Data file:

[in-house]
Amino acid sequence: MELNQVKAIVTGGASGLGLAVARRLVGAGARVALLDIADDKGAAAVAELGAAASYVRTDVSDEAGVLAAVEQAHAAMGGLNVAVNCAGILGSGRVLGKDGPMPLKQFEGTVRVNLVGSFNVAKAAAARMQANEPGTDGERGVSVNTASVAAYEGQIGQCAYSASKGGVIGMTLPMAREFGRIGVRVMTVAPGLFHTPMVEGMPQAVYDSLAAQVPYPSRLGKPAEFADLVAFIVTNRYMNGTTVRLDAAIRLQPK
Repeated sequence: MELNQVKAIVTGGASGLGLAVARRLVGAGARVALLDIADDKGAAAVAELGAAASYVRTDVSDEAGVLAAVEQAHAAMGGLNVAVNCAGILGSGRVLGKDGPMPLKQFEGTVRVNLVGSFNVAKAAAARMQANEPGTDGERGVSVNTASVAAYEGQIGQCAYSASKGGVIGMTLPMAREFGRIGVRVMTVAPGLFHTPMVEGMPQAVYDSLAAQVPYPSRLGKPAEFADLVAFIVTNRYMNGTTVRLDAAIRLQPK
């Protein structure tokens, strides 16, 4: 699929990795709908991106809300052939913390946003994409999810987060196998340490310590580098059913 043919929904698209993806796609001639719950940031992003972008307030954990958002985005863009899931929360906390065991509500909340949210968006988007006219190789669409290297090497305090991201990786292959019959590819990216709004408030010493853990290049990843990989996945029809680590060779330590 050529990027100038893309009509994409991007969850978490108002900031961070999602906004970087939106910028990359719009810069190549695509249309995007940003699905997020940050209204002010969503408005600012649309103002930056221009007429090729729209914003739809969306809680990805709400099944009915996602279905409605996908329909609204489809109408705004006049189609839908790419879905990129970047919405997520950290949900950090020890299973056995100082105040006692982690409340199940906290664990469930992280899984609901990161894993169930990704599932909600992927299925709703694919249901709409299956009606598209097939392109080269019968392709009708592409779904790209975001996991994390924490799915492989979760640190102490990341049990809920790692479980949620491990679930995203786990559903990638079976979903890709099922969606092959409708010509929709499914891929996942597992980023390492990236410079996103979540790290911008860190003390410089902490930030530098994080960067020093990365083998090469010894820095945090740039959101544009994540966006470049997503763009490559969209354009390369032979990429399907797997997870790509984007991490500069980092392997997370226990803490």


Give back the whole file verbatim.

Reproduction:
[in-house]
Amino acid sequence: MELNQVKAIVTGGASGLGLAVARRLVGAGARVALLDIADDKGAAAVAELGAAASYVRTDVSDEAGVLAAVEQAHAAMGGLNVAVNCAGILGSGRVLGKDGPMPLKQFEGTVRVNLVGSFNVAKAAAARMQANEPGTDGERGVSVNTASVAAYEGQIGQCAYSASKGGVIGMTLPMAREFGRIGVRVMTVAPGLFHTPMVEGMPQAVYDSLAAQVPYPSRLGKPAEFADLVAFIVTNRYMNGTTVRLDAAIRLQPK
Repeated sequence: MELNQVKAIVTGGASGLGLAVARRLVGAGARVALLDIADDKGAAAVAELGAAASYVRTDVSDEAGVLAAVEQAHAAMGGLNVAVNCAGILGSGRVLGKDGPMPLKQFEGTVRVNLVGSFNVAKAAAARMQANEPGTDGERGVSVNTASVAAYEGQIGQCAYSASKGGVIGMTLPMAREFGRIGVRVMTVAPGLFHTPMVEGMPQAVYDSLAAQVPYPSRLGKPAEFADLVAFIVTNRYMNGTTVRLDAAIRLQPK
């Protein structure tokens, strides 16, 4: 699929990795709908991106809300052939913390946003994409999810987060196998340490310590580098059913 043919929904698209993806796609001639719950940031992003972008307030954990958002985005863009899931929360906390065991509500909340949210968006988007006219190789669409290297090497305090991201990786292959019959590819990216709004408030010493853990290049990843990989996945029809680590060779330590 050529990027100038893309009509994409991007969850978490108002900031961070999602906004970087939106910028990359719009810069190549695509249309995007940003699905997020940050209204002010969503408005600012649309103002930056221009007429090729729209914003739809969306809680990805709400099944009915996602279905409605996908329909609204489809109408705004006049189609839908790419879905990129970047919405997520950290949900950090020890299973056995100082105040006692982690409340199940906290664990469930992280899984609901990161894993169930990704599932909600992927299925709703694919249901709409299956009606598209097939392109080269019968392709009708592409779904790209975001996991994390924490799915492989979760640190102490990341049990809920790692479980949620491990679930995203786990559903990638079976979903890709099922969606092959409708010509929709499914891929996942597992980023390492990236410079996103979540790290911008860190003390410089902490930030530098994080960067020093990365083998090469010894820095945090740039959101544009994540966006470049997503763009490559969209354009390369032979990429399907797997997870790509984007991490500069980092392997997370226990803490």